Muriel Guépin Gallery is pleased to present a new show of two women artists working with concepts of femininity, family, and memories. Iviva Olenick recreates old family photos through embroidery, tracing her matriarchal lineage. By doing this, she can piece together lost familial practices, and memories. Melissa Zexter works by directly embroidering onto her photographs, combining a traditional practical skill, embroidery with a modern and mass reproducible process, photography. Both find inspiration through personal stories and accounts of their lives, and the traditional feminine practice of embroidery.
Melissa Zexter’s work couples embroidery with photography. The artist’s fundamental concern is to explore the photograph's material status as three-dimensional object as well as to examine issues of identity, memory and technology. Her interest in the creation of hand-crafted, unique photographic objects is related to the proliferation of images in the modern age, one where images – and specifically photographic images – have lost their own object status altogether. Through their manipulations of the image’s surface with embroidery or the partial removal of the emulsion, the photographs become unique, no-longer reproducible objects. Concerned with the interaction between hand and eye in relation to the photographic image, Zexter's complex works explore memory and personal experience while manipulating the generic qualities of the photographic print.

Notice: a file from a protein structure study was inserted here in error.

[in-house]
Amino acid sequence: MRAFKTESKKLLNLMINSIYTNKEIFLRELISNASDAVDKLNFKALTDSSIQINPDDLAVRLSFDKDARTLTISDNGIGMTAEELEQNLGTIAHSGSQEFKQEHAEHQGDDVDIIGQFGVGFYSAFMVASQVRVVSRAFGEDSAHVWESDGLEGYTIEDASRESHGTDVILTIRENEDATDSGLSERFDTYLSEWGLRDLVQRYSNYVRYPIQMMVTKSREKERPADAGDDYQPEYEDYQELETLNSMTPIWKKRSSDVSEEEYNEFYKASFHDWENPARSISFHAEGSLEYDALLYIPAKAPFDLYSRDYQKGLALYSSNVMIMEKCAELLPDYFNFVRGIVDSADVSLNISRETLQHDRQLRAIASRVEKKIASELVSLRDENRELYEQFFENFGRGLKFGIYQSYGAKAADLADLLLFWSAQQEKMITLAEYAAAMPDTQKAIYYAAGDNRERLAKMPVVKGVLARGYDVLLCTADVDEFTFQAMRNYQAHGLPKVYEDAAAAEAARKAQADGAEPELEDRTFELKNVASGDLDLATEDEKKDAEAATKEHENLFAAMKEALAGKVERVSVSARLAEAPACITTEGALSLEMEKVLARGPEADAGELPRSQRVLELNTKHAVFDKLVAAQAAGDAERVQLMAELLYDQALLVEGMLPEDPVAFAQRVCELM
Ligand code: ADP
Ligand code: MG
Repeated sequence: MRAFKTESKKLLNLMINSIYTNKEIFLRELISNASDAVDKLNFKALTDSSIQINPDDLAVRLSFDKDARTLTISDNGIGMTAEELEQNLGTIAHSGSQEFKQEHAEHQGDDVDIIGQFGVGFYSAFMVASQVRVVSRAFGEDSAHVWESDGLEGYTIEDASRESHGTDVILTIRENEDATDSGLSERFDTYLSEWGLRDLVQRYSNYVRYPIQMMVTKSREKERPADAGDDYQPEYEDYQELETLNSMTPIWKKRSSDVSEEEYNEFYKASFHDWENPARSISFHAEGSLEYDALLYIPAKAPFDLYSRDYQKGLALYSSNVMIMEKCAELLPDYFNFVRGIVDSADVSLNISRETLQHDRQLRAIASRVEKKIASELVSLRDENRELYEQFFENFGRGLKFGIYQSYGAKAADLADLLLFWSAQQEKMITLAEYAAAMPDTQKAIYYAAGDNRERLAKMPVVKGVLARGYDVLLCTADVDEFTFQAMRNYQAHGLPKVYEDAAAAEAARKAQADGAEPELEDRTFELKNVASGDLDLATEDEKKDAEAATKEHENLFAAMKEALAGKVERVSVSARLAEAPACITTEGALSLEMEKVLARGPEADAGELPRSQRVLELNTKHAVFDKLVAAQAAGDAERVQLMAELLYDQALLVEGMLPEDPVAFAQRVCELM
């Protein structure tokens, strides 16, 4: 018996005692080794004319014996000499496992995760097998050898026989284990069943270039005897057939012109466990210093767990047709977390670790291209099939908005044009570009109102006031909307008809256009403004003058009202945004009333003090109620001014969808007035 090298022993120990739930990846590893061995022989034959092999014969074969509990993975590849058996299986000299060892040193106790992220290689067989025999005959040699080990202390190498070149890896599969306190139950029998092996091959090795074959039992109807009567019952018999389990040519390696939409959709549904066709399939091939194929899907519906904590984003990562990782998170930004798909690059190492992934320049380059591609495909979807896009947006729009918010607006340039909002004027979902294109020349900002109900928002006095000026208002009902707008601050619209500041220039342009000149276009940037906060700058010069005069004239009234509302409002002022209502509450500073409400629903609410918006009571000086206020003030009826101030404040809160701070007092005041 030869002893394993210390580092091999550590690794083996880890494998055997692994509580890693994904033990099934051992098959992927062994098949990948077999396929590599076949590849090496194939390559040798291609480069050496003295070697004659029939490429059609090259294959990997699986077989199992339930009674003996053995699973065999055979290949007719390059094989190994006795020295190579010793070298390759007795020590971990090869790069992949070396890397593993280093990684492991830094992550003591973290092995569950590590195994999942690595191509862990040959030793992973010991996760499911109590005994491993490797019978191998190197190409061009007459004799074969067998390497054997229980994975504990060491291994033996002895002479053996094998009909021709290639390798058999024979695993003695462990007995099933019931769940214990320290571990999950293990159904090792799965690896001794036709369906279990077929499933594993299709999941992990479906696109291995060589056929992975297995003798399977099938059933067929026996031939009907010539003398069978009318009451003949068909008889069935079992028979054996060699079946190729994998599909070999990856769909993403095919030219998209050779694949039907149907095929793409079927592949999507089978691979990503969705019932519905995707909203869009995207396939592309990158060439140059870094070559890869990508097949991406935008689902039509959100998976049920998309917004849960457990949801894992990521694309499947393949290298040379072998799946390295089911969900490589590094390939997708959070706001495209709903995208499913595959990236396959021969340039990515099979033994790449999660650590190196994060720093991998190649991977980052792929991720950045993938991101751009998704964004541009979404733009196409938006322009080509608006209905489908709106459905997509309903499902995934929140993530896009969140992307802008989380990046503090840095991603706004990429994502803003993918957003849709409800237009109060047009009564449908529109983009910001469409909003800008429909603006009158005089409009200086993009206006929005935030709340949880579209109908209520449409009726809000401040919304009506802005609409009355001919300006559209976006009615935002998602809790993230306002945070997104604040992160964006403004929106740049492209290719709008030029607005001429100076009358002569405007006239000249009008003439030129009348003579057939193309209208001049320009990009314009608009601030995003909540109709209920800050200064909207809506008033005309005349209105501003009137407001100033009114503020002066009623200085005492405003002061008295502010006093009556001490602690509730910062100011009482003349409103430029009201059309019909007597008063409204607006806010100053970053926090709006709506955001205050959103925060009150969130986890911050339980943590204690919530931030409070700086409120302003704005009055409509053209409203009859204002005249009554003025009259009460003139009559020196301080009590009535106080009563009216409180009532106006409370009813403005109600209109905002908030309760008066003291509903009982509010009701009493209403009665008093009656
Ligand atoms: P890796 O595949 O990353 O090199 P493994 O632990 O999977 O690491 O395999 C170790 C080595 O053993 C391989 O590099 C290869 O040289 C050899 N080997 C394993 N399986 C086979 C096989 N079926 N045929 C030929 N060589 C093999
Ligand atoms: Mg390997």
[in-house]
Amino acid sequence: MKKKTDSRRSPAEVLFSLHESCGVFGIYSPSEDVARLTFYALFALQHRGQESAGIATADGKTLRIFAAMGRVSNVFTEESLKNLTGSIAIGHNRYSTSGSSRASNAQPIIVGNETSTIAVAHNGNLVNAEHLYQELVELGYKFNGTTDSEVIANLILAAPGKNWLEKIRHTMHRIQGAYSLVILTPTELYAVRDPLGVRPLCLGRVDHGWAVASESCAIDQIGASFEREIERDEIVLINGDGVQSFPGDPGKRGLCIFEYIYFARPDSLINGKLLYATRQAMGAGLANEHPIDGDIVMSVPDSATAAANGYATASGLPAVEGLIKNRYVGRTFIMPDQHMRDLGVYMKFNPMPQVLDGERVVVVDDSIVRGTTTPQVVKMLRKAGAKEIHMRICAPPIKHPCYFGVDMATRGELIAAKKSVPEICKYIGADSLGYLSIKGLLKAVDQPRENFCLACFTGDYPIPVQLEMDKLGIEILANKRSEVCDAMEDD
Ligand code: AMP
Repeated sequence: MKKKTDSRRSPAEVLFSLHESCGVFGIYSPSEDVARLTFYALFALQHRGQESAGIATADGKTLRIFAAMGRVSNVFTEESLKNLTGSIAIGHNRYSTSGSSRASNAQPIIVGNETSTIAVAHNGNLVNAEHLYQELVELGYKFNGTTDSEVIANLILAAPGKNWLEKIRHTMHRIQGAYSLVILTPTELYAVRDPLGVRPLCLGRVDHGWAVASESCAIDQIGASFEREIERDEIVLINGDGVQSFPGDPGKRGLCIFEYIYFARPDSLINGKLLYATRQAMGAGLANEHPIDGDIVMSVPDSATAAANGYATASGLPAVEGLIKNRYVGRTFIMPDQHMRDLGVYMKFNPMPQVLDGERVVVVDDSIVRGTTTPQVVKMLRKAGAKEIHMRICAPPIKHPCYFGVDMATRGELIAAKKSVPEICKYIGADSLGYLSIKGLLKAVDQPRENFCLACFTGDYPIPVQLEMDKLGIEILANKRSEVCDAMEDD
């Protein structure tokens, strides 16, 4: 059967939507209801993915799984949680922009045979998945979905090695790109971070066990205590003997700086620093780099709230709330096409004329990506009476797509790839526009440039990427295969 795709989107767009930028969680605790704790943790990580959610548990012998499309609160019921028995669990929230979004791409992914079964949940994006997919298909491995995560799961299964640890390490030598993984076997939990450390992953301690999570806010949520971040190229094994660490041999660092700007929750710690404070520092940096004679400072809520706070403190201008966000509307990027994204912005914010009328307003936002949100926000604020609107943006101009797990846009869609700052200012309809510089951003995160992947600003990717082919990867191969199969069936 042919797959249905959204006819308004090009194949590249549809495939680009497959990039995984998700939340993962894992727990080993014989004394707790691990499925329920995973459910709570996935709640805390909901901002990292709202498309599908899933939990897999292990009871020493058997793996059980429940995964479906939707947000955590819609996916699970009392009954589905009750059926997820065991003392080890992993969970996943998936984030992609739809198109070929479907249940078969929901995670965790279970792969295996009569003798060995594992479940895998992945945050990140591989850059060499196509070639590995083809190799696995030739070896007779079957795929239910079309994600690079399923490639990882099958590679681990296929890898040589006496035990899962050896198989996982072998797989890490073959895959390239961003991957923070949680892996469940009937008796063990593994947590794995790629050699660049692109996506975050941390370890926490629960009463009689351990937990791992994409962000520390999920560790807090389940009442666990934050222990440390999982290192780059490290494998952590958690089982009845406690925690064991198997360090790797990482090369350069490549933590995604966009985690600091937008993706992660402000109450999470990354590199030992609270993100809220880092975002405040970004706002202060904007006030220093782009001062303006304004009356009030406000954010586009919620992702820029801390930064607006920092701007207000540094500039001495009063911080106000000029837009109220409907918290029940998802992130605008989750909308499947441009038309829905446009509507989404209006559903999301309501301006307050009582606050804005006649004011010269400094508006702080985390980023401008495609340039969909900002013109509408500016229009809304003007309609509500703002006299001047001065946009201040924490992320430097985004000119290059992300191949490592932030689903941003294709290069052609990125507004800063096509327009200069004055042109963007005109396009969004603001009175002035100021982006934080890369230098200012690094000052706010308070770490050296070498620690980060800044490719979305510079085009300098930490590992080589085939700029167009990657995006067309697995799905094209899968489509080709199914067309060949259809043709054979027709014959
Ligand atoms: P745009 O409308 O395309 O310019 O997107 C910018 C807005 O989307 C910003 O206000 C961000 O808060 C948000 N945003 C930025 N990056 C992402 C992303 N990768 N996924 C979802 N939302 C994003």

Iviva Olenick forgoes the photograph completely, embroidering, instead, a tangible remembrance of her ancestors. To create her images, she cuts and pastes old photographs to include female, Jewish ancestors from different decades and families, honoring a shared history of having worked with textiles and sewing. By splicing together unrelated photographs, Olenick threads a personal narrative that feels unknowable as part of a larger European Jewish history laced with flight and migration. She then embroiders versions of these interwoven photographs, imagining herself part of a matriarchal tradition through her mother’s and father’s deceased parents and grandparents.
This exhibition will be on view until June 24, 2017